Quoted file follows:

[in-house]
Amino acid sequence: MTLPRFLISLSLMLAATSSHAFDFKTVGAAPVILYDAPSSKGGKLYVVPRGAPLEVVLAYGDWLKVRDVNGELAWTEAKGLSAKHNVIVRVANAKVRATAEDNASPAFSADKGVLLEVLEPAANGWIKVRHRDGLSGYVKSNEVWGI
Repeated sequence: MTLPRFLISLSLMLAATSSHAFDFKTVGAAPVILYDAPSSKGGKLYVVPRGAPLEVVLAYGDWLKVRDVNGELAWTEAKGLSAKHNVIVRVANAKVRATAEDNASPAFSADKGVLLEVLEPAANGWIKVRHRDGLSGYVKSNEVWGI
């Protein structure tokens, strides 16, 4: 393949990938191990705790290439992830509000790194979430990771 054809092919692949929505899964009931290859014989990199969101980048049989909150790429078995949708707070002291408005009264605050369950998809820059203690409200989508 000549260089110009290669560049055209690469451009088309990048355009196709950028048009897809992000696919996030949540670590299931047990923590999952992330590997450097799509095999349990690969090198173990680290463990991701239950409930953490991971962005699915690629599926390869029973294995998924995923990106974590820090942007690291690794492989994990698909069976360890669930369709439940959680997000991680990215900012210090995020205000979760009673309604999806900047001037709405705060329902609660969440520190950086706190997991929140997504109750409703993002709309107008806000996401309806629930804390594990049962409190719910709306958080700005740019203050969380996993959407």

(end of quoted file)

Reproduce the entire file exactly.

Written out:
[in-house]
Amino acid sequence: MTLPRFLISLSLMLAATSSHAFDFKTVGAAPVILYDAPSSKGGKLYVVPRGAPLEVVLAYGDWLKVRDVNGELAWTEAKGLSAKHNVIVRVANAKVRATAEDNASPAFSADKGVLLEVLEPAANGWIKVRHRDGLSGYVKSNEVWGI
Repeated sequence: MTLPRFLISLSLMLAATSSHAFDFKTVGAAPVILYDAPSSKGGKLYVVPRGAPLEVVLAYGDWLKVRDVNGELAWTEAKGLSAKHNVIVRVANAKVRATAEDNASPAFSADKGVLLEVLEPAANGWIKVRHRDGLSGYVKSNEVWGI
């Protein structure tokens, strides 16, 4: 393949990938191990705790290439992830509000790194979430990771 054809092919692949929505899964009931290859014989990199969101980048049989909150790429078995949708707070002291408005009264605050369950998809820059203690409200989508 000549260089110009290669560049055209690469451009088309990048355009196709950028048009897809992000696919996030949540670590299931047990923590999952992330590997450097799509095999349990690969090198173990680290463990991701239950409930953490991971962005699915690629599926390869029973294995998924995923990106974590820090942007690291690794492989994990698909069976360890669930369709439940959680997000991680990215900012210090995020205000979760009673309604999806900047001037709405705060329902609660969440520190950086706190997991929140997504109750409703993002709309107008806000996401309806629930804390594990049962409190719910709306958080700005740019203050969380996993959407």